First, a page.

Traineeship opens path for career in nature conservation

Thursday 7th December 2017

Trainees who completed their one-year traineeship with Ulster WildlifeTrainees who completed their one-year traineeship with Ulster Wildlife

Achieving employment in any job is challenging in today’s current economic climate, but when it is your dream job within the environment sector, it is particularly tough. Thanks to funding from Heritage Lottery Fund’s Skills for the Future Programme, seven passionate and talented trainees are celebrating their success having completed a year-long paid traineeship with Ulster Wildlife.

Throughout their action-packed year, the trainees gained a wide range of specialist skills and training to help secure a future career protecting our wildlife and wild places, from hands-on work laying hedges and controlling invasive species on Ulster Wildlife’s suite of nature reserves to assisting with marine conservation projects around our coast.

The trainees also learnt how to identify and survey our diverse local wildlife, from birds and butterflies to basking sharks, and helped to inspire people of all ages about nature on their doorstep, from leading nature walks and education workshops to delivering snorkel safaris throughout the summer.

As well as receiving training and mentoring in-house, the trainees undertook certified training courses, workshops with leading nature experts and obtained work experience with other organisations in the sector such as RSPB and National Trust, as well as working aboard the AFBI Corystes research vessel. In between their very busy work schedule, trainees also achieved a new Lantra accreditation in Natural Heritage Skills.

Genevieve O’Reilly, from Belfast, is one of the trainees whose career has been given a welcome boost by the traineeship, having now secured paid employment in the conservation sector.

“Coming to conservation later in life, largely through volunteering and unpaid work, the opportunity to work and learn full-time with assistance from a bursary was a big break for me," she said.

The broad scope of the training and the experience gained....has really boosted my skills, confidence and enthusiasm to follow my dream of a lifelong career in nature conservation.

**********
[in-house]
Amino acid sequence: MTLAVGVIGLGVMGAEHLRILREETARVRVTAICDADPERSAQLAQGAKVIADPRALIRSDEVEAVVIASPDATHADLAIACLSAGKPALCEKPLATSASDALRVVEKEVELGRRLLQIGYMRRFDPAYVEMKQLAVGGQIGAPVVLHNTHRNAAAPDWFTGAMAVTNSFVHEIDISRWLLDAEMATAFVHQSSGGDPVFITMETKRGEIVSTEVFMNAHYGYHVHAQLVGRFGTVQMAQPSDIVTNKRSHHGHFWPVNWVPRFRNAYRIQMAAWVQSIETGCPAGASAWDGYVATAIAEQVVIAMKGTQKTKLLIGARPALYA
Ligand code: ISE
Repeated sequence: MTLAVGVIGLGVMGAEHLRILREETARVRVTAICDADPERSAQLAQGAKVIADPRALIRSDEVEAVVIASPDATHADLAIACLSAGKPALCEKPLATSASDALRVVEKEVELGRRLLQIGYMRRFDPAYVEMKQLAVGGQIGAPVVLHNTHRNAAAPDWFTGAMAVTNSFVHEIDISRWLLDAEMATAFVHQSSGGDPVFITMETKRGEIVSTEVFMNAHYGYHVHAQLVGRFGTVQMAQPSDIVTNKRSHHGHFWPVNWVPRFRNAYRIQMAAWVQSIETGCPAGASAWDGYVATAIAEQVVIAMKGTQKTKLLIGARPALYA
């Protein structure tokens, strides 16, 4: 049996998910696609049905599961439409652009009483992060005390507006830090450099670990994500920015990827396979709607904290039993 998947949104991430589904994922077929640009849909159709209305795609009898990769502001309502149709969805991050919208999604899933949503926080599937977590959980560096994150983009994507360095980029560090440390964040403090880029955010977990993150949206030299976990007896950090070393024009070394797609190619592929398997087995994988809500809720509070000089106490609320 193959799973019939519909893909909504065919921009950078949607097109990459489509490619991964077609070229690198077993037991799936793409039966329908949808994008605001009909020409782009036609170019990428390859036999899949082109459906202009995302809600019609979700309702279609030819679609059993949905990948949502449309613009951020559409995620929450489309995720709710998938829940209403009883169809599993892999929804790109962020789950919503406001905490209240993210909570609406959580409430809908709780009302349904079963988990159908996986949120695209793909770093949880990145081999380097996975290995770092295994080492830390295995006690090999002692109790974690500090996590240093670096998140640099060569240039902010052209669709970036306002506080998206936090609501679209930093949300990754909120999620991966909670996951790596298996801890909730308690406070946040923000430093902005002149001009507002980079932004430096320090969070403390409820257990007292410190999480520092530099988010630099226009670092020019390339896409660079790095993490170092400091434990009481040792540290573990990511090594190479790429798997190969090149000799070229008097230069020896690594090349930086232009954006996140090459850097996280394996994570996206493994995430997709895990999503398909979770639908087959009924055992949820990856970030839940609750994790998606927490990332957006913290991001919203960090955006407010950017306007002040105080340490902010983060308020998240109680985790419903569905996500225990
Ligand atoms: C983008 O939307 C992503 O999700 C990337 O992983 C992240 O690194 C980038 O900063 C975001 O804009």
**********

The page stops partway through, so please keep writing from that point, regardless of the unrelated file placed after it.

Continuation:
"The broad scope of the training and the experience gained, working with a fantastic team in a great organisation, has really boosted my skills, confidence and enthusiasm to follow my dream of a lifelong career in nature conservation. I have already secured part-time temporary employment in the sector and hope to progress from there!”

During the three years of Ulster Wildlife’s Nature Skills Traineeship, over 700 applications were received for 18 highly sought-after places, with two-thirds of trainees gaining paid employment within the environment sector upon completion.

Speaking of the project’s achievements at a celebration event held in the Titanic Hotel, last week, Paul Mullan, Head of Heritage Lottery Fund in NI, said:

“We were delighted to hear the stories of the latest trainees who have passed through the Ulster Wildlife’s skills training.

"There is no quick fix to the problem of skills shortages in the heritage sector but we know our Skills for the Future programme can drive successful and lasting change.

"By pairing trainees with experts they gain access to specialist knowledge plus practical, paid, on-the-job experience. It’s simple yet highly effective but requires funding which we are delighted to provide, thanks to National Lottery players.”

For more information, or to follow the journey of this year’s trainees, visit



Tagged with: Heritage Lottery fund, Lottery Players, Nature conservation, Skills for the Future, Traineeship